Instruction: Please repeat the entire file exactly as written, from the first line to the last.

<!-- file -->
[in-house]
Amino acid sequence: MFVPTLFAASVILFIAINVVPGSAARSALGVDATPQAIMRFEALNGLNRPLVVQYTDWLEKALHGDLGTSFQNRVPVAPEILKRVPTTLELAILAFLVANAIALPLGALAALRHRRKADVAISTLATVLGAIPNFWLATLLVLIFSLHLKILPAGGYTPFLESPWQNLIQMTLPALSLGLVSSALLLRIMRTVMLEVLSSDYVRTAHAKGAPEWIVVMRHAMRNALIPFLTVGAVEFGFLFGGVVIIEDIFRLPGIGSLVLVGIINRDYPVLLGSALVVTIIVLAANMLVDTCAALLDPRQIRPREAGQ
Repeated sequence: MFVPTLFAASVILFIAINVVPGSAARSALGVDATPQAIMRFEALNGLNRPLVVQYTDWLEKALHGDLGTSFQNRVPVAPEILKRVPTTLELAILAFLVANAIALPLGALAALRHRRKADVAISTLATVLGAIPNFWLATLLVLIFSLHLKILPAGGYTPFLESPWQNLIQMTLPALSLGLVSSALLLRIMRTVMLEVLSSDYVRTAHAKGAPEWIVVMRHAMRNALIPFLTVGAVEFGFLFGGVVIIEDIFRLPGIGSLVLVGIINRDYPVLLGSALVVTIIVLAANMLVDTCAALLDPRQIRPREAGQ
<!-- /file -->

[in-house]
Amino acid sequence: MFVPTLFAASVILFIAINVVPGSAARSALGVDATPQAIMRFEALNGLNRPLVVQYTDWLEKALHGDLGTSFQNRVPVAPEILKRVPTTLELAILAFLVANAIALPLGALAALRHRRKADVAISTLATVLGAIPNFWLATLLVLIFSLHLKILPAGGYTPFLESPWQNLIQMTLPALSLGLVSSALLLRIMRTVMLEVLSSDYVRTAHAKGAPEWIVVMRHAMRNALIPFLTVGAVEFGFLFGGVVIIEDIFRLPGIGSLVLVGIINRDYPVLLGSALVVTIIVLAANMLVDTCAALLDPRQIRPREAGQ
Repeated sequence: MFVPTLFAASVILFIAINVVPGSAARSALGVDATPQAIMRFEALNGLNRPLVVQYTDWLEKALHGDLGTSFQNRVPVAPEILKRVPTTLELAILAFLVANAIALPLGALAALRHRRKADVAISTLATVLGAIPNFWLATLLVLIFSLHLKILPAGGYTPFLESPWQNLIQMTLPALSLGLVSSALLLRIMRTVMLEVLSSDYVRTAHAKGAPEWIVVMRHAMRNALIPFLTVGAVEFGFLFGGVVIIEDIFRLPGIGSLVLVGIINRDYPVLLGSALVVTIIVLAANMLVDTCAALLDPRQIRPREAGQ